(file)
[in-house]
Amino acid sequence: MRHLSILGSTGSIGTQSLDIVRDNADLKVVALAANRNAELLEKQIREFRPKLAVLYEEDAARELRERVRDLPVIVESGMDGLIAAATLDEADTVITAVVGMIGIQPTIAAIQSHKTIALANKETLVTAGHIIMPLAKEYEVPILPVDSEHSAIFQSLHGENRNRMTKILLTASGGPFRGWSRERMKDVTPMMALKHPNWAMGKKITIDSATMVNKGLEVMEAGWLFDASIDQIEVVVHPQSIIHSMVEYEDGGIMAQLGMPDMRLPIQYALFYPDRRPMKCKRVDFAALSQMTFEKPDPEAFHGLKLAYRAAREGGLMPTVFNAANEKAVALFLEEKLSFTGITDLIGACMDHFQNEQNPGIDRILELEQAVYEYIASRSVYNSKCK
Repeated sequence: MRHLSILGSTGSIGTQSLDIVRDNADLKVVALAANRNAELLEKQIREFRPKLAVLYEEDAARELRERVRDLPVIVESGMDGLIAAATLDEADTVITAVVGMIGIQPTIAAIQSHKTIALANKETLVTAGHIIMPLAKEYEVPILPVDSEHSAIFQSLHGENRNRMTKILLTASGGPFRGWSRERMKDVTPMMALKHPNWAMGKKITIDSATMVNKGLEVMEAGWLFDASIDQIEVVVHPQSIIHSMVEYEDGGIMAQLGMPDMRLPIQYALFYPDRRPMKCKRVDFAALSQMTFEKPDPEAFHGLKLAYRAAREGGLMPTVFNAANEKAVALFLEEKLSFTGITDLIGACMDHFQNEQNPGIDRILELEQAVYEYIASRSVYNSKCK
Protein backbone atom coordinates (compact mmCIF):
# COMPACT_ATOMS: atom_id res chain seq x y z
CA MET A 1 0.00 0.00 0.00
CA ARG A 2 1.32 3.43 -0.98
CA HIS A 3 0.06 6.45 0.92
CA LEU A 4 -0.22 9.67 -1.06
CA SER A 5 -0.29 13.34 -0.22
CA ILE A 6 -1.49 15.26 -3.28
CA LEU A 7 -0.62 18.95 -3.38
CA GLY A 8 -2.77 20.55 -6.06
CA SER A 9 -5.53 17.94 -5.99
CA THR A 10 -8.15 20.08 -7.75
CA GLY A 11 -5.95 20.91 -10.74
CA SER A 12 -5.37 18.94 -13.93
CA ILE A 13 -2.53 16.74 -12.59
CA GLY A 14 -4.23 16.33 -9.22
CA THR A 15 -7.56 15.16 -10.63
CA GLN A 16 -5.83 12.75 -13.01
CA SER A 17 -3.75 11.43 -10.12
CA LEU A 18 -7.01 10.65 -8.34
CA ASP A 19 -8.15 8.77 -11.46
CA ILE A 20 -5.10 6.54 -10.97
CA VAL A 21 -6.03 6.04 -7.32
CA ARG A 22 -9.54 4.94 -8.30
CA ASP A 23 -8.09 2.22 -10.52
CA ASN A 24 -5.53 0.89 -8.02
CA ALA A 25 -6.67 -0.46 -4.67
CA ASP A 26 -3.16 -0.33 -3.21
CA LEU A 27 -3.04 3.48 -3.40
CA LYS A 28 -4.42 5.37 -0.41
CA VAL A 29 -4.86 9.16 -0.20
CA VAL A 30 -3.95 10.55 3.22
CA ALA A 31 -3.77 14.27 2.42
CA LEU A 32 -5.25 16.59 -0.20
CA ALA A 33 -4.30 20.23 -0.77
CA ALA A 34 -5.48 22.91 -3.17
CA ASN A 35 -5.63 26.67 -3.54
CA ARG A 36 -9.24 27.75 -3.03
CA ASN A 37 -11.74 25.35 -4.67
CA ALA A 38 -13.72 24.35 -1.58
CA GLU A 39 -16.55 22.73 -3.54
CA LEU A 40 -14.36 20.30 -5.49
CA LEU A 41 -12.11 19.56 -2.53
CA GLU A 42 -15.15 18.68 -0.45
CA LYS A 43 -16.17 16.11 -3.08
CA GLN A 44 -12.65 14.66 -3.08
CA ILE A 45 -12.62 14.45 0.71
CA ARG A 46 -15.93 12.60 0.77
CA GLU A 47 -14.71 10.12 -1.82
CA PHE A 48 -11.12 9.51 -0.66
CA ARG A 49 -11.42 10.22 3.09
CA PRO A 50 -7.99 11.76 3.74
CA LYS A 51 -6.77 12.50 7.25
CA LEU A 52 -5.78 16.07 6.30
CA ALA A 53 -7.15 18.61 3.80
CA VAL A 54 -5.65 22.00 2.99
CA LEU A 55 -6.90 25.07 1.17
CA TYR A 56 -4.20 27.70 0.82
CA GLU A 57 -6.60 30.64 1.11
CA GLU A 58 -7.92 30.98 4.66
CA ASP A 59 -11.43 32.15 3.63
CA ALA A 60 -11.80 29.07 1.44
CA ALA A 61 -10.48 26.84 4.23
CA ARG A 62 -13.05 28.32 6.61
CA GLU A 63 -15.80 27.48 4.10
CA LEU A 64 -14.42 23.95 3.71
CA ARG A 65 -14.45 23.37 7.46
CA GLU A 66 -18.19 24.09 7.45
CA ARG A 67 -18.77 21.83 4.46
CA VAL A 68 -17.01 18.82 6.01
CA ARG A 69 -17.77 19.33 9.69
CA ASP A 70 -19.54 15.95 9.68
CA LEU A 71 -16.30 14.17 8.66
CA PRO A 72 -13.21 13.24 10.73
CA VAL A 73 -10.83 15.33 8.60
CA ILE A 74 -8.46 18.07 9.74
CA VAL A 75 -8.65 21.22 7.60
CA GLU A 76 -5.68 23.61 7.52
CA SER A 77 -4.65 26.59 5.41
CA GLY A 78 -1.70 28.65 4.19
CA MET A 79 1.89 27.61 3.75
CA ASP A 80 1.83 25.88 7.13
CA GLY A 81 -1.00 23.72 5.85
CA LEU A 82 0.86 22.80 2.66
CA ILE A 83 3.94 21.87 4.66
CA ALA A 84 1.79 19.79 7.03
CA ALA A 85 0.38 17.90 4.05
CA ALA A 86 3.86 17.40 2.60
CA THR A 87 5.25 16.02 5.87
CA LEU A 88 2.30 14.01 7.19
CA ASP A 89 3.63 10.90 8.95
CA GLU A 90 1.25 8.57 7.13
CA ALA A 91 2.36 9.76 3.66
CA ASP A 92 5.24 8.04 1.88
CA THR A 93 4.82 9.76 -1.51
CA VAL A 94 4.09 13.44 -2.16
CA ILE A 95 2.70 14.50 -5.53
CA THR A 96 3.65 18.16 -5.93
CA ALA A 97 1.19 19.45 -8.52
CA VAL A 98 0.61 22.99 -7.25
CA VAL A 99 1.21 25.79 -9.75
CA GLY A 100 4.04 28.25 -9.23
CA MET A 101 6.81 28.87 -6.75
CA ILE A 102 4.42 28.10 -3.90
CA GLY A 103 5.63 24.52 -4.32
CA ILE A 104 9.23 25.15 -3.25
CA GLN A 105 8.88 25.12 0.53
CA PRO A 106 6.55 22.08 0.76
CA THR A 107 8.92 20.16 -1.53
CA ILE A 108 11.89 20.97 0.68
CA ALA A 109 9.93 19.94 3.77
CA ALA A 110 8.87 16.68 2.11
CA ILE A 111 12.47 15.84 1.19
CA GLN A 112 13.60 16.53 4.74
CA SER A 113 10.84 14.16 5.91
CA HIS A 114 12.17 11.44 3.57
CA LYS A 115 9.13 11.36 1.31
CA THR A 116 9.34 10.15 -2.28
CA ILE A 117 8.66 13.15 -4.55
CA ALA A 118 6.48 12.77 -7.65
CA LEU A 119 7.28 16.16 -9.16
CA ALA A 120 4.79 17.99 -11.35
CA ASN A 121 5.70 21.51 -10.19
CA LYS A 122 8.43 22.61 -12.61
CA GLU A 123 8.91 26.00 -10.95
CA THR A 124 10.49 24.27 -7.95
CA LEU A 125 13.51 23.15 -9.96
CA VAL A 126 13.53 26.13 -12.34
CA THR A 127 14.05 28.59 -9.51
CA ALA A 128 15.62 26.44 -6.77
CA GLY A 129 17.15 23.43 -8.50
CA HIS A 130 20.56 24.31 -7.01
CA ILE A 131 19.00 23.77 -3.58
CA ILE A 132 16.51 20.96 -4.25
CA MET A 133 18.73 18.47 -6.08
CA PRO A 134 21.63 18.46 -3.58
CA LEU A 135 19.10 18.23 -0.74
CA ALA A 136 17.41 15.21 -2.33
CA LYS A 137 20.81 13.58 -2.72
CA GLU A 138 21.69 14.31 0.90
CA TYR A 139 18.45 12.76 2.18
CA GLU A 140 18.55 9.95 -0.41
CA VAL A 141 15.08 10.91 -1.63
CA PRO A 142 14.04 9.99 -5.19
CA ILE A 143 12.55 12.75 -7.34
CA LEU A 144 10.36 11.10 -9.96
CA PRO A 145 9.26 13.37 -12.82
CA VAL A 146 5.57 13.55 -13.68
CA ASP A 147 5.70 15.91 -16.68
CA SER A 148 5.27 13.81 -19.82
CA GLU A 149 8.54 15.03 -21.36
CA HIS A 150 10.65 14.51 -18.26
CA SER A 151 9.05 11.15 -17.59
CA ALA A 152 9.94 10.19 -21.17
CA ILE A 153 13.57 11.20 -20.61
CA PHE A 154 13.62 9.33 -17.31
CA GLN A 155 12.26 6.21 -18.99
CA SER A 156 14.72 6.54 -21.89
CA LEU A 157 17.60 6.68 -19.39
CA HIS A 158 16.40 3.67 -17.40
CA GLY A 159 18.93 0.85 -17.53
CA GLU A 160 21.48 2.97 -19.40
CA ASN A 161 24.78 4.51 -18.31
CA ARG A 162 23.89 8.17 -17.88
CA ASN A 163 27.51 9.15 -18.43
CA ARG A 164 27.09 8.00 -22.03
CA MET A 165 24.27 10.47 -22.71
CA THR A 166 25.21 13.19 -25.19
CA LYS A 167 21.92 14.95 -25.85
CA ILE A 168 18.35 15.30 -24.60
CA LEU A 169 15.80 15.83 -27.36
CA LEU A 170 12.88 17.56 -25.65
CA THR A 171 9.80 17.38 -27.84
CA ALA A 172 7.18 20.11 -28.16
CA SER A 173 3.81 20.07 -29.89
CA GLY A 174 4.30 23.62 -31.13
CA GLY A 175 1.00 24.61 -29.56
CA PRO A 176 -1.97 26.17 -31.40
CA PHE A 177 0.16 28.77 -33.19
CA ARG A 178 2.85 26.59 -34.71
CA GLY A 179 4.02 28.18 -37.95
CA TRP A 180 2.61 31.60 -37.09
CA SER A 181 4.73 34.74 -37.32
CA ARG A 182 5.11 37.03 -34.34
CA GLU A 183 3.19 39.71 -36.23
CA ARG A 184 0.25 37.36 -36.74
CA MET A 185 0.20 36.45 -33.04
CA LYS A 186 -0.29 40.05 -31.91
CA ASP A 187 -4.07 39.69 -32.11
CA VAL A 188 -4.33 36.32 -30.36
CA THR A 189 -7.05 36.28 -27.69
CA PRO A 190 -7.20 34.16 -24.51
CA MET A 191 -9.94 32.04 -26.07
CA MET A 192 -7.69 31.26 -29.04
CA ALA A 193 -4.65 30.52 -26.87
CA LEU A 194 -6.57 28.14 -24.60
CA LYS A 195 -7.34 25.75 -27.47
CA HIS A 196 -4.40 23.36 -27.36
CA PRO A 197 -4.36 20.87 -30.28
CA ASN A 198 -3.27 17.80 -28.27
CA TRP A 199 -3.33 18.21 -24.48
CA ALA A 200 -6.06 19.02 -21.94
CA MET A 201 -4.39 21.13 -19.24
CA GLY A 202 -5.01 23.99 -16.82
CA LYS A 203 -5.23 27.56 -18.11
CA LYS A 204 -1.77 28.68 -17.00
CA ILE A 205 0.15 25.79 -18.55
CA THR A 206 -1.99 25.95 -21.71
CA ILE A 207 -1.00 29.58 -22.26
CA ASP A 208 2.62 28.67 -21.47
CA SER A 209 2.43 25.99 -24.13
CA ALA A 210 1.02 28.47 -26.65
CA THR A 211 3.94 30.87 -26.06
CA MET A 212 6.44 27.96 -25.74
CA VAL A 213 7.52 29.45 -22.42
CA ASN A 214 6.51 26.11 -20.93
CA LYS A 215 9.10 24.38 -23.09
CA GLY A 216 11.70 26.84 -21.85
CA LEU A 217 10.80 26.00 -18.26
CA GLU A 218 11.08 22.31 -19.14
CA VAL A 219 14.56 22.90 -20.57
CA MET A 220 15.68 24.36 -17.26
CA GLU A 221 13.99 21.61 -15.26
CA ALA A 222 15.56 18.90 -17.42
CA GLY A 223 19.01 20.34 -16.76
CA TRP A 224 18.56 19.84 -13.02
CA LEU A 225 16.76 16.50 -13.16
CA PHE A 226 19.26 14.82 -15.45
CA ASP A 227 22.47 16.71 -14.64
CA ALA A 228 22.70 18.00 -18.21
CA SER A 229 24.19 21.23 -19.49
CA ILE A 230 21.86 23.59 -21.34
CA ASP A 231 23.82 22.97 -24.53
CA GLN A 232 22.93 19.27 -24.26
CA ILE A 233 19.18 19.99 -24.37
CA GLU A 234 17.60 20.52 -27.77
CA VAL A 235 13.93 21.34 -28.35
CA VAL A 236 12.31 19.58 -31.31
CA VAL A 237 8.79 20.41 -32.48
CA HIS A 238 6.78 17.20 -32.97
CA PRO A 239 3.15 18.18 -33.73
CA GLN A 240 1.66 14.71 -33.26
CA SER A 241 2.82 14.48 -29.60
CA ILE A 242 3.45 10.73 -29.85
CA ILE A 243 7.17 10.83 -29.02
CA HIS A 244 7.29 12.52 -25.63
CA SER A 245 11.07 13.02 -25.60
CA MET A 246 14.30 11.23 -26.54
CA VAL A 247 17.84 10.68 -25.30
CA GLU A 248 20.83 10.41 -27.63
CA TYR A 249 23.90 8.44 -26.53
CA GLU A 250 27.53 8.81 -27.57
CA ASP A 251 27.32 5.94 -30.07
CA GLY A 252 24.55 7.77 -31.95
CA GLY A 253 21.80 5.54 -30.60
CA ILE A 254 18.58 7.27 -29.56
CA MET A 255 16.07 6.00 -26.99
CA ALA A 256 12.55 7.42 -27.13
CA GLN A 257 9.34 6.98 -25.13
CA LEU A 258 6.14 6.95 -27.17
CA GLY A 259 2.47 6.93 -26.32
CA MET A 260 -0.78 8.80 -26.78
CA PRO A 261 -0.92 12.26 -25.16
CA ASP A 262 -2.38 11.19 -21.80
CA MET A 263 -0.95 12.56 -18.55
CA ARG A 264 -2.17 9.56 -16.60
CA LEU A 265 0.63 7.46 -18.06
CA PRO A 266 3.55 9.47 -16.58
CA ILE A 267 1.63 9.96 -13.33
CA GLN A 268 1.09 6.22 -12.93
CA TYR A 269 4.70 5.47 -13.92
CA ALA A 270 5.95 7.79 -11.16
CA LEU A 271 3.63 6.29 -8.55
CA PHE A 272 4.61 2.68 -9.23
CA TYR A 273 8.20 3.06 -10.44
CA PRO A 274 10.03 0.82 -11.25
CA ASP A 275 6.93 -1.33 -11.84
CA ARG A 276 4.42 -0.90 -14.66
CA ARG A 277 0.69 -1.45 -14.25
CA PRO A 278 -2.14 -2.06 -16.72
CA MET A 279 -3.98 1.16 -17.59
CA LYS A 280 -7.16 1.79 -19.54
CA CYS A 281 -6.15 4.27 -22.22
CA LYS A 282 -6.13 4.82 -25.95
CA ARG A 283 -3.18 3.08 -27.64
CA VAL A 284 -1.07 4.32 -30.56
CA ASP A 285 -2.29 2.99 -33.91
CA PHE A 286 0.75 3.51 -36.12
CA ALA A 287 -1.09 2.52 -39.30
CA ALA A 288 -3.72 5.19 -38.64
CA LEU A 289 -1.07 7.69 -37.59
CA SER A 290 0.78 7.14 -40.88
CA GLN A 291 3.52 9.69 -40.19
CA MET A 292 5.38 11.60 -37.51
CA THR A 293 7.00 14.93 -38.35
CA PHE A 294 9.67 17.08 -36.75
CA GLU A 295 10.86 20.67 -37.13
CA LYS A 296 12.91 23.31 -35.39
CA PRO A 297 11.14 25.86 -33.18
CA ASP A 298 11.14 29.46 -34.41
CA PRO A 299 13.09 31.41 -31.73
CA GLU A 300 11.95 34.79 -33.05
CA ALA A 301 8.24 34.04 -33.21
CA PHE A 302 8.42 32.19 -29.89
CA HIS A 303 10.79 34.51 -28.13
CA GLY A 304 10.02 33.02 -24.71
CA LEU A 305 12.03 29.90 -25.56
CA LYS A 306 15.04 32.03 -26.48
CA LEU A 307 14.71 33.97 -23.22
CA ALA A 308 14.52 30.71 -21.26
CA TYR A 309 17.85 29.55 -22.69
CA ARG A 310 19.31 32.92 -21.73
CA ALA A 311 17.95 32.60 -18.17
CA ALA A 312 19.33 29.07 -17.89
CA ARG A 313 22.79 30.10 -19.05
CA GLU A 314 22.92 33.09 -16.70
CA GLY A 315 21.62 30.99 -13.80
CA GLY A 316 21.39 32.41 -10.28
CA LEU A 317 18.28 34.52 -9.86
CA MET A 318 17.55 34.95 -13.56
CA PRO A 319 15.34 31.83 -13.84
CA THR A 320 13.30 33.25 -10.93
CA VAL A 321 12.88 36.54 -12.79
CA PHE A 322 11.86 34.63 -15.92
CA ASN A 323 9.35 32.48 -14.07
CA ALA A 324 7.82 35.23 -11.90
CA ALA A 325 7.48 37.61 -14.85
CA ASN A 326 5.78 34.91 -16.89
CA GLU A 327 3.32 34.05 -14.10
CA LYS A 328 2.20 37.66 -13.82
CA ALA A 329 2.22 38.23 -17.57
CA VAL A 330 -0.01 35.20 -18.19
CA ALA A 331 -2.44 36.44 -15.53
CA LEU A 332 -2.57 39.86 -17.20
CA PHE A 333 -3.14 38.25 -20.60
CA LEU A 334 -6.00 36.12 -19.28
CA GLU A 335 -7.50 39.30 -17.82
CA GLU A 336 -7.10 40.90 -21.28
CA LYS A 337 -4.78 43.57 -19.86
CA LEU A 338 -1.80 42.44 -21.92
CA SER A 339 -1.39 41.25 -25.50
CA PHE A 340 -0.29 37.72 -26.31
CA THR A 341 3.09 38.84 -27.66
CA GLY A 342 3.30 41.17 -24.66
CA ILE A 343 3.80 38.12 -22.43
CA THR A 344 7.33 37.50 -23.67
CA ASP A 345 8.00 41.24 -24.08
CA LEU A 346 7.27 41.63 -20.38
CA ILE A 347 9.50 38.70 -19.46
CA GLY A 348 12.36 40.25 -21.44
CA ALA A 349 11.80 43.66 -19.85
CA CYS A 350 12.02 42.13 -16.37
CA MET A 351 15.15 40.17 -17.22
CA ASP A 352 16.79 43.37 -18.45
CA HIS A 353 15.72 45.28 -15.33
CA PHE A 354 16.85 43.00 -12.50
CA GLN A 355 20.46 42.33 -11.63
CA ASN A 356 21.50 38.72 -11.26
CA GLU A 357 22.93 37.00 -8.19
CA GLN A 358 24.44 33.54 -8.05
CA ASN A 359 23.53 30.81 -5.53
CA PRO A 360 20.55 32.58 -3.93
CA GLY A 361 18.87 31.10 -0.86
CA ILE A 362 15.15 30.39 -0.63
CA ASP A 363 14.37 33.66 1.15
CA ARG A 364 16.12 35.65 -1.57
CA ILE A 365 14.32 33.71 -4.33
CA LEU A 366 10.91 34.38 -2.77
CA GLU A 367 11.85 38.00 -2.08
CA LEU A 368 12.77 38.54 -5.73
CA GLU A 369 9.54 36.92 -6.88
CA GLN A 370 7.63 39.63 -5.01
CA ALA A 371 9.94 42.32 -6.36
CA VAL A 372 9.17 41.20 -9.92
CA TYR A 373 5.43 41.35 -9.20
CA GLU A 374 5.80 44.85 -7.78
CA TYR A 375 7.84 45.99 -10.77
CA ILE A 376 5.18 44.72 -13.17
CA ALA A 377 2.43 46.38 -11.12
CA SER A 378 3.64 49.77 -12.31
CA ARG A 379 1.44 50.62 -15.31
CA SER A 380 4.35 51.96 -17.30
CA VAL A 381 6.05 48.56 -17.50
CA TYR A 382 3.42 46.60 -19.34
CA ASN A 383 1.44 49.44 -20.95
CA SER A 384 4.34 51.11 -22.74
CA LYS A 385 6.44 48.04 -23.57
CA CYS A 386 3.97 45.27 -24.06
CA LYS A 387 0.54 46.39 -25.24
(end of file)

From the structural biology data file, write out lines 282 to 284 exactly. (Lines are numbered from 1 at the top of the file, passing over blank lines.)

CA ARG A 277 0.69 -1.45 -14.25
CA PRO A 278 -2.14 -2.06 -16.72
CA MET A 279 -3.98 1.16 -17.59